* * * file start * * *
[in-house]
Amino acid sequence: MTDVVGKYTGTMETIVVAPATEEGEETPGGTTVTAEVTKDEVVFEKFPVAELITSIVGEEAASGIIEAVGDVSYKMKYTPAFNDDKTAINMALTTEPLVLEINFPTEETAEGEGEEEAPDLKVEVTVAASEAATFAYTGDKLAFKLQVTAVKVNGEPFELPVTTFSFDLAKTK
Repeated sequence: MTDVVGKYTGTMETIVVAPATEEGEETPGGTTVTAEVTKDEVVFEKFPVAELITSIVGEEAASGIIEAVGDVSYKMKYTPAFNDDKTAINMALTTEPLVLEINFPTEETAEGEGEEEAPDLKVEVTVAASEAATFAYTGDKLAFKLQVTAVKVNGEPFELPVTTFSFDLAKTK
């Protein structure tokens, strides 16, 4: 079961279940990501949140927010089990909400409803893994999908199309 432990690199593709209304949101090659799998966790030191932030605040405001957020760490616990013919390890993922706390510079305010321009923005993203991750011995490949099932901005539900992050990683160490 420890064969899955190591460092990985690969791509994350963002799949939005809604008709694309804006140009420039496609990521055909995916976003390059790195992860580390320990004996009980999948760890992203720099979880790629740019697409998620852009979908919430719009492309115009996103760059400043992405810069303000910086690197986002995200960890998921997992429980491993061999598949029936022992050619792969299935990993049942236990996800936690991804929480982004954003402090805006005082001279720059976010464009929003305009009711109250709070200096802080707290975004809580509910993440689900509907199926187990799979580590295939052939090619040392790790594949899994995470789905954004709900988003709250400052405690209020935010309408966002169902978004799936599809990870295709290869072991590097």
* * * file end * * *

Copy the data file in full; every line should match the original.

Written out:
[in-house]
Amino acid sequence: MTDVVGKYTGTMETIVVAPATEEGEETPGGTTVTAEVTKDEVVFEKFPVAELITSIVGEEAASGIIEAVGDVSYKMKYTPAFNDDKTAINMALTTEPLVLEINFPTEETAEGEGEEEAPDLKVEVTVAASEAATFAYTGDKLAFKLQVTAVKVNGEPFELPVTTFSFDLAKTK
Repeated sequence: MTDVVGKYTGTMETIVVAPATEEGEETPGGTTVTAEVTKDEVVFEKFPVAELITSIVGEEAASGIIEAVGDVSYKMKYTPAFNDDKTAINMALTTEPLVLEINFPTEETAEGEGEEEAPDLKVEVTVAASEAATFAYTGDKLAFKLQVTAVKVNGEPFELPVTTFSFDLAKTK
């Protein structure tokens, strides 16, 4: 079961279940990501949140927010089990909400409803893994999908199309 432990690199593709209304949101090659799998966790030191932030605040405001957020760490616990013919390890993922706390510079305010321009923005993203991750011995490949099932901005539900992050990683160490 420890064969899955190591460092990985690969791509994350963002799949939005809604008709694309804006140009420039496609990521055909995916976003390059790195992860580390320990004996009980999948760890992203720099979880790629740019697409998620852009979908919430719009492309115009996103760059400043992405810069303000910086690197986002995200960890998921997992429980491993061999598949029936022992050619792969299935990993049942236990996800936690991804929480982004954003402090805006005082001279720059976010464009929003305009009711109250709070200096802080707290975004809580509910993440689900509907199926187990799979580590295939052939090619040392790790594949899994995470789905954004709900988003709250400052405690209020935010309408966002169902978004799936599809990870295709290869072991590097």